I flew to the tourist hotspot right in the city, where the bird park, butterfly park, the orchid garden, the national monument and the orchid garden were concentrated at. Of all the places, there was one that I have deliberately missed out all these while, the hibiscus garden, for apparent reasons. How interesting can hibiscus possibly be, right? I am not exactly a nature loving guy, that would be so gay, heck, I would pour concrete all over the yard in my future home to save the costs and trouble of garden maintenance. Or even better, stay in an apartment. But stopping, and taking your time to truly look at them can bring out the wonder of creations.



By the way Yiaw Wei can have his share of laughing back at me now, since I repetitively made fun of him shooting hibiscus pictures not too long ago. Yeah, I bet he would be happy and proud of me for shooting macro photos.

First time stepping into the garden, I was not expecting much from the lame hibiscus flowers. However, the whole place was a lot larger than I have imagined. Though the varieties of hibiscus and other plants exhibited there under the bright torturing sun were rather few, but the amount of all of them together in that garden was.. enormous. Exploring further and further into the huge garden, I finally discovered something that made myself look plain silly. At one corner of the garden, I found an exit, or rather, a connecting entrance to the Orchid Garden that I have visited previously !! I felt really cheated, there were no signs indicating that both the Orchid garden and the Hibiscus Garden were joined together, and accessible from both ends. Should I have known this fact earlier, I would have covered both places during the previous visit.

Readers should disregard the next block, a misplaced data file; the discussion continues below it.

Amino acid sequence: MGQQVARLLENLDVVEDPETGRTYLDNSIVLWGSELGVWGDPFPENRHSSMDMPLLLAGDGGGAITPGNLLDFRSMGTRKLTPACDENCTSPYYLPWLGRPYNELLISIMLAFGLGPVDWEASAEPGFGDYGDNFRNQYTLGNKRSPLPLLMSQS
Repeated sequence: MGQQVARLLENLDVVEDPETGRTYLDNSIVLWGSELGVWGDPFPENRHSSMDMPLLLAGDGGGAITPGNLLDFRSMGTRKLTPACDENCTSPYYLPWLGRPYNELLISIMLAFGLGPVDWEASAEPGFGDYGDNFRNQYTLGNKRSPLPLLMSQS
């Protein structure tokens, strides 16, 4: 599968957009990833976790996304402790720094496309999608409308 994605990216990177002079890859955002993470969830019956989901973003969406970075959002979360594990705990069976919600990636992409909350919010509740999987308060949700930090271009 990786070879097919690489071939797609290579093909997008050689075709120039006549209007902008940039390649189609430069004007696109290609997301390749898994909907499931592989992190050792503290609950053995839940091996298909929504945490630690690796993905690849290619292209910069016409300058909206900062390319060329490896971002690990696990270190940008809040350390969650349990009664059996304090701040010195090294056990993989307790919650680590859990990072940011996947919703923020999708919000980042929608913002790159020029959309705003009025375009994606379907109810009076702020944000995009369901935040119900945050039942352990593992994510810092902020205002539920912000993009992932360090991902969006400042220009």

As mentioned earlier, there were not that many varieties, you get mostly the stereotypical looking hibiscus plants, the ones that you are very likely to come across standing next to the trash bin along the roadside. They come in varying colours, nothing overly interesting, even insects seemed to have deserted the flowers on this particular afternoon. Probably the insecticide applied to the plants was too strong that none would dare to go near the flowers.



I tried to shoot the flowers in macro, and failed miserably without a macro lens. I suppose the reason for this would be the inability to attain the sufficient magnification factor for true macro photography. I utilised both the standard zoom lens, and telephoto lens, and even adapted a close-up +4 filter, but the results did not turn out as what I have had in mind. I dare say that the previous lens that I have lost, the pancake lens, could do a much better job handling close distance photography, with better control over the depth of field too.

The best part of shooting still subjects would be the joy of taking the sweet time playing around with the manual focus. Throw in the full time live view function previewed on a large LCD screen, with full coverage of the photo-frame, I can adjust the focus as freely as I wanted, unless the flower grew a pair of wings and flew away from me. Not that the autofocus is not reliable, it is, but fine tuning them would allow you to specifically target the exact area you want to pin-point in those picture, providing a completely different emphasis on the subject. If you think you can shoot pictures without the aid of Live View, think again. Once you have experienced the potential and possibilities it opens up for you, you may just start to look at it as a necessity.


(I have read somewhere that manual focusing is not available for the Live View function in current Sony DSLR models, is this true?)

Now, if someone could kindly donate me a macro lens I would be a happier Robin. Right, I can dream sometimes.